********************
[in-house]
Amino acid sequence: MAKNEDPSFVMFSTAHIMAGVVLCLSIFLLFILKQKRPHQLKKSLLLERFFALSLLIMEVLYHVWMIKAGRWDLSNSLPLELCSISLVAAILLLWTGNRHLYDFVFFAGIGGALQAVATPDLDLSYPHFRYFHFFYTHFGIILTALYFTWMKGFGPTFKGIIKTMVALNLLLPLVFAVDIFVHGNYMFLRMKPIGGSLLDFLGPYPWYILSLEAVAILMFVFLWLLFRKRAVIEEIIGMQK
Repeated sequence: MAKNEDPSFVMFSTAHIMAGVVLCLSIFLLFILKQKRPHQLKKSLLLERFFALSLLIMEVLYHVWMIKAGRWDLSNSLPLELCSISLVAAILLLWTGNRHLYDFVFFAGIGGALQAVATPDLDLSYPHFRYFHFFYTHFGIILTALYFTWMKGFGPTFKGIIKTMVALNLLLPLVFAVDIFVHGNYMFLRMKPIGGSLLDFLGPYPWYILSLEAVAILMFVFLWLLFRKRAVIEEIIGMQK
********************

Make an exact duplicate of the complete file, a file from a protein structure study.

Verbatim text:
[in-house]
Amino acid sequence: MAKNEDPSFVMFSTAHIMAGVVLCLSIFLLFILKQKRPHQLKKSLLLERFFALSLLIMEVLYHVWMIKAGRWDLSNSLPLELCSISLVAAILLLWTGNRHLYDFVFFAGIGGALQAVATPDLDLSYPHFRYFHFFYTHFGIILTALYFTWMKGFGPTFKGIIKTMVALNLLLPLVFAVDIFVHGNYMFLRMKPIGGSLLDFLGPYPWYILSLEAVAILMFVFLWLLFRKRAVIEEIIGMQK
Repeated sequence: MAKNEDPSFVMFSTAHIMAGVVLCLSIFLLFILKQKRPHQLKKSLLLERFFALSLLIMEVLYHVWMIKAGRWDLSNSLPLELCSISLVAAILLLWTGNRHLYDFVFFAGIGGALQAVATPDLDLSYPHFRYFHFFYTHFGIILTALYFTWMKGFGPTFKGIIKTMVALNLLLPLVFAVDIFVHGNYMFLRMKPIGGSLLDFLGPYPWYILSLEAVAILMFVFLWLLFRKRAVIEEIIGMQK